Hospice facilities are meant to provide ease and comfort in the final period of life, once the possibility for wellness is gone. They provide emotional and spiritual support for patients, along with palliative care. Unfortunately, the federal government recently reported care deficiencies at 87% of all hospices — and 20% were cited with deficiencies serious enough to endanger a patient.
The Department of Health and Human Services’ Office of Inspector General recently issued two reports, which represent the federal government’s first attempt to gauge the safety and legal compliance of hospices in the U.S.
Unfortunately, one of the things the reports concluded was that it is too difficult for patients and families to tell which hospices have been cited for care and safety problems. Moreover, the agency that runs many hospices in the U.S., the Centers for Medicare & Medicaid Services (CMS), has few options to intervene with hospices fail their patients.
CMS operates a website called Hospice Compare, but the site doesn’t provide information about previous citations that would allow consumers to compare hospices adequately. That said, in response to the two reports, it has agreed to begin adding consumer feedback to the site.
And, CMS lacks the authority to assess fines against noncompliant hospices, although it can drop them from Medicare if the problems are serious enough.
Examples of problems at hospice facilities
In its report, NPR highlighted two cases of neglect or wrongful conduct at hospices. In one, a patient had untreated bed sores on each heel. They rapidly worsened until the patient developed gangrene and had to have a leg amputated.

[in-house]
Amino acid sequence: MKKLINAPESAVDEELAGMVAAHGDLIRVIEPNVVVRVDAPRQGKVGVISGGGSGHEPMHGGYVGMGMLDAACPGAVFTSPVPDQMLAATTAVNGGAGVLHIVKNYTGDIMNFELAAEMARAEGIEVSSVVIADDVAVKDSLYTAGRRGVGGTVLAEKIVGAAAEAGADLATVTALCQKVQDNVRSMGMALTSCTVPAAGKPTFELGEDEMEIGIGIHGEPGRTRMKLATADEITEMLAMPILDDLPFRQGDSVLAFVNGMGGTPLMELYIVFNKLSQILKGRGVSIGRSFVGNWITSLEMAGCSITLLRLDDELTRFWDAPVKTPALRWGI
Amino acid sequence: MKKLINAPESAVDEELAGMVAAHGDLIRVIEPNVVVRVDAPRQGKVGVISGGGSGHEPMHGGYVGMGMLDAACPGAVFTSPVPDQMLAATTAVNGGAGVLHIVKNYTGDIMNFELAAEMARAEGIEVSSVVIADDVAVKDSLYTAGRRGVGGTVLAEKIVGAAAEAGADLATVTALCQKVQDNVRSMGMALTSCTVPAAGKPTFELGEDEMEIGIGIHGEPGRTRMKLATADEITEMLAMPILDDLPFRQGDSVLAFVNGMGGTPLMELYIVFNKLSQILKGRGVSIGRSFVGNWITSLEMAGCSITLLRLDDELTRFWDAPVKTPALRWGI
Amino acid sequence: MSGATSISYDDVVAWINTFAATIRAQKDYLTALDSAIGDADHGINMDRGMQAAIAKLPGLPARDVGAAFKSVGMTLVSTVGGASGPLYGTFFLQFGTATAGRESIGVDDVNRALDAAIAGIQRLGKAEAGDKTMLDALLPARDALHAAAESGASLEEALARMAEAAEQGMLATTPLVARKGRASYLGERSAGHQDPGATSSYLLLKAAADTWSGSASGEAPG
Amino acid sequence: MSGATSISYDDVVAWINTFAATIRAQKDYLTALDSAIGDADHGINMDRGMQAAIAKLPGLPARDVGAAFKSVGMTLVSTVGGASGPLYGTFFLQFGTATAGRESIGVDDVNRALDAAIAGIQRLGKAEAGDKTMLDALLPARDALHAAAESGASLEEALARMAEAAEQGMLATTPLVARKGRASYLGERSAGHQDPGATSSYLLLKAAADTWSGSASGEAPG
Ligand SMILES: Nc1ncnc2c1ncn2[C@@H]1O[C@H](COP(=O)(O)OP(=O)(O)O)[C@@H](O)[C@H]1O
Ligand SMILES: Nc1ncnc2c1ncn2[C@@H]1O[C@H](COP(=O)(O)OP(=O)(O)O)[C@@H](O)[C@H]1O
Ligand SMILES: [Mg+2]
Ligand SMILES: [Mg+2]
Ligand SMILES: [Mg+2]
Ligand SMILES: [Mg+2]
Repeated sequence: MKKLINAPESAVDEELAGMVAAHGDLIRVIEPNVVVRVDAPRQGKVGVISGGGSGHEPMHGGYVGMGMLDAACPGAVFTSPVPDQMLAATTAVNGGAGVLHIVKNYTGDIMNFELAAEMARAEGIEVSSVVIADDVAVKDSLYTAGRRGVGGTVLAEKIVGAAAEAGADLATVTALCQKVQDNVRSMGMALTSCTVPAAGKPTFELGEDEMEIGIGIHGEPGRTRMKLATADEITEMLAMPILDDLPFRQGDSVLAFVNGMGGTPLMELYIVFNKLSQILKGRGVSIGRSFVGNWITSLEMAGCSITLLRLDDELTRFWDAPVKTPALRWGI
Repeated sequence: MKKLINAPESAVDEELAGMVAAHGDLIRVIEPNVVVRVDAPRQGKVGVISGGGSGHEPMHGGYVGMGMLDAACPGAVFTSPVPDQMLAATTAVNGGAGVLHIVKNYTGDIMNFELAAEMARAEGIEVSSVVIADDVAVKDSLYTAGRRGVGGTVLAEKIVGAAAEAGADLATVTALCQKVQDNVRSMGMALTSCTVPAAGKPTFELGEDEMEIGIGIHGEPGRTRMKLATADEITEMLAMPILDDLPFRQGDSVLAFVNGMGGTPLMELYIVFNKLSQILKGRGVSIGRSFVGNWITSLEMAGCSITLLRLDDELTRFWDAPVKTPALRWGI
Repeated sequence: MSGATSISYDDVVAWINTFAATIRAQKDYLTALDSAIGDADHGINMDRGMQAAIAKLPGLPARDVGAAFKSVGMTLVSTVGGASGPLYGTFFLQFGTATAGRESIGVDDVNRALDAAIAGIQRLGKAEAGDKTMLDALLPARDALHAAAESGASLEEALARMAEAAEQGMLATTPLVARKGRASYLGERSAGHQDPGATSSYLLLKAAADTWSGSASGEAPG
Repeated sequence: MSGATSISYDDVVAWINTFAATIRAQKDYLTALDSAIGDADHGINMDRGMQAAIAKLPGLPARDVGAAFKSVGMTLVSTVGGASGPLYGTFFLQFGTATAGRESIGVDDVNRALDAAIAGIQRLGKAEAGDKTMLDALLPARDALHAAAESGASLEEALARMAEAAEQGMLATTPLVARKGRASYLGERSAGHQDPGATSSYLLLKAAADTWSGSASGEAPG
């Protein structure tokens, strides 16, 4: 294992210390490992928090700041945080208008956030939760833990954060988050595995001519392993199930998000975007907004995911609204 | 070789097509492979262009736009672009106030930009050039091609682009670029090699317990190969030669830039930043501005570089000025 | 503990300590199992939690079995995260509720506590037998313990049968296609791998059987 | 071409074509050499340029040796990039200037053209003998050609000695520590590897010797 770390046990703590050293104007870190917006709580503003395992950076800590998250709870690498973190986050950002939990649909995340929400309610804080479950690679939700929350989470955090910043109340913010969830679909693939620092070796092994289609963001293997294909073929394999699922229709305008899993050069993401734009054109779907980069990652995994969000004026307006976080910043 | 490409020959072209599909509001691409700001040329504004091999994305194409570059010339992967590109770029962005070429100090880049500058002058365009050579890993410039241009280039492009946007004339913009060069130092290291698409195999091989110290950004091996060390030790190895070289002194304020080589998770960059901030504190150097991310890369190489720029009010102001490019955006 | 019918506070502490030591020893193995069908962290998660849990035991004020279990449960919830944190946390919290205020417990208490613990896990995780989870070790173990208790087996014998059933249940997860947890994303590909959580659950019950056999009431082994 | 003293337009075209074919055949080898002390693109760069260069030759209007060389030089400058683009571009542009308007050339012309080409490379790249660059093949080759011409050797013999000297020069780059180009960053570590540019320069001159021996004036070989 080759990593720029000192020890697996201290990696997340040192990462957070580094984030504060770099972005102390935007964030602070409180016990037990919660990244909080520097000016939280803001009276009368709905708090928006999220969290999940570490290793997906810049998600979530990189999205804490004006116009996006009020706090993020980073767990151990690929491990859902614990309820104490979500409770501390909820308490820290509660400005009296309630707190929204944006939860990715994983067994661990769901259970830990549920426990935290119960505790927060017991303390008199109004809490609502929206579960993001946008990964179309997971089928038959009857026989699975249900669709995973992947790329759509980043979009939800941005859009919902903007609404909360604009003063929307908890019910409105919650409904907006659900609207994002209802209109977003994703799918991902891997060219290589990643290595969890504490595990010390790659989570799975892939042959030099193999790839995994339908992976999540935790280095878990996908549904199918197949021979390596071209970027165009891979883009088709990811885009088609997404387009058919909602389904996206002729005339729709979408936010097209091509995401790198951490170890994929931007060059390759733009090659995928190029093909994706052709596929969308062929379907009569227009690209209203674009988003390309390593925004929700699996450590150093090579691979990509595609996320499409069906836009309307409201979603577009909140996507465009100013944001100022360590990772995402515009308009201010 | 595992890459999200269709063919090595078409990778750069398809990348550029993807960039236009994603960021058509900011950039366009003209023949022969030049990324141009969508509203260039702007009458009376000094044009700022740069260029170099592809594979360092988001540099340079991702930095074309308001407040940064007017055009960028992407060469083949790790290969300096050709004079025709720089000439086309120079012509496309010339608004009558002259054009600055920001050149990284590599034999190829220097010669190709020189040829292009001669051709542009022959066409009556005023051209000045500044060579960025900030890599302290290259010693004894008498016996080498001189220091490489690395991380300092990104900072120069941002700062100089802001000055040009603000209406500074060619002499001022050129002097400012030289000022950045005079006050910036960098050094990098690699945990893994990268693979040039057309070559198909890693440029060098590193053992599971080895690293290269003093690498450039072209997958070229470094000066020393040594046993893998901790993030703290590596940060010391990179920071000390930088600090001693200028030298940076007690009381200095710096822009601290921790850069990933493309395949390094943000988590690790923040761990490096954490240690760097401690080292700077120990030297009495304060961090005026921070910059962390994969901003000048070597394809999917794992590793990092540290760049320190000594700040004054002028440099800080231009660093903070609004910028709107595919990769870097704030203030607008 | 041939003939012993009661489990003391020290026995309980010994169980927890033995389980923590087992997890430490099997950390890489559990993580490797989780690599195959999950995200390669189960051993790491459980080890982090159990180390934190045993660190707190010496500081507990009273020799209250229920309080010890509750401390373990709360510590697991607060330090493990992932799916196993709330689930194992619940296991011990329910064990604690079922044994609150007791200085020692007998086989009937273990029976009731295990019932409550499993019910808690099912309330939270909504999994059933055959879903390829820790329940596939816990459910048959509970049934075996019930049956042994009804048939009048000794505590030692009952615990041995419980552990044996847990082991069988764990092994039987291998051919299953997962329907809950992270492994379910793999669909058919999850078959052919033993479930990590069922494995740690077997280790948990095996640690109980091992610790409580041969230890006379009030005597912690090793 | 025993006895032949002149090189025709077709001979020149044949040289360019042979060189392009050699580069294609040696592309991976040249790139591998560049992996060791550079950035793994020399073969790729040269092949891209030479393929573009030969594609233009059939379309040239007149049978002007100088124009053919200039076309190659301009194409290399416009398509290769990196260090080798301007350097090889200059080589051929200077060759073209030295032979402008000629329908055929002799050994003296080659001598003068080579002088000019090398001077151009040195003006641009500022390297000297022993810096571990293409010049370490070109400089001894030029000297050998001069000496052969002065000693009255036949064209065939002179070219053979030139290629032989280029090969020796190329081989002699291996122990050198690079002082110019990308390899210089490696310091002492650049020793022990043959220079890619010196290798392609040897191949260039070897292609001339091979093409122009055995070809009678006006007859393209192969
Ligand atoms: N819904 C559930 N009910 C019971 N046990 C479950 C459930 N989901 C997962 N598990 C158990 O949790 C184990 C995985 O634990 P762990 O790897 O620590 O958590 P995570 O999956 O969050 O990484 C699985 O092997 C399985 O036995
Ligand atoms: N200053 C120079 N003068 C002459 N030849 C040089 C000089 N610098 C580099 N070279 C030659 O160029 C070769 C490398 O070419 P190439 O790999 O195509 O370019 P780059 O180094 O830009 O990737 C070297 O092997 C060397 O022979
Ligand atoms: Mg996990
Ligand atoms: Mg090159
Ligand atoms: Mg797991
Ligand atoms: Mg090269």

Bed sores, also known as pressure ulcers, are entirely preventable and are a common sign of patient neglect.
In another case, an 85-year-old man was admitted to a residential care facility to recuperate from a bout with pneumonia that had hospitalized him. The man had chronic lung disease but had been living independently. Then, without consulting the family, the care facility began providing hospice services — including subscriptions for morphine and Ativan.
“His whole physicality and mental capacity was completely altered,” his daughter told NPR. Her father died a couple of days later.
Anytime a healthcare facility cares for a vulnerable person, there is a chance for neglect or abuse to occur. CMS needs to provide consumers with the information they need to find out whether a facility they are considering has been cited for serious care issues.
If your loved one has been harmed in a hospice, nursing home or another care facility, contact an attorney experienced in neglect and abuse cases.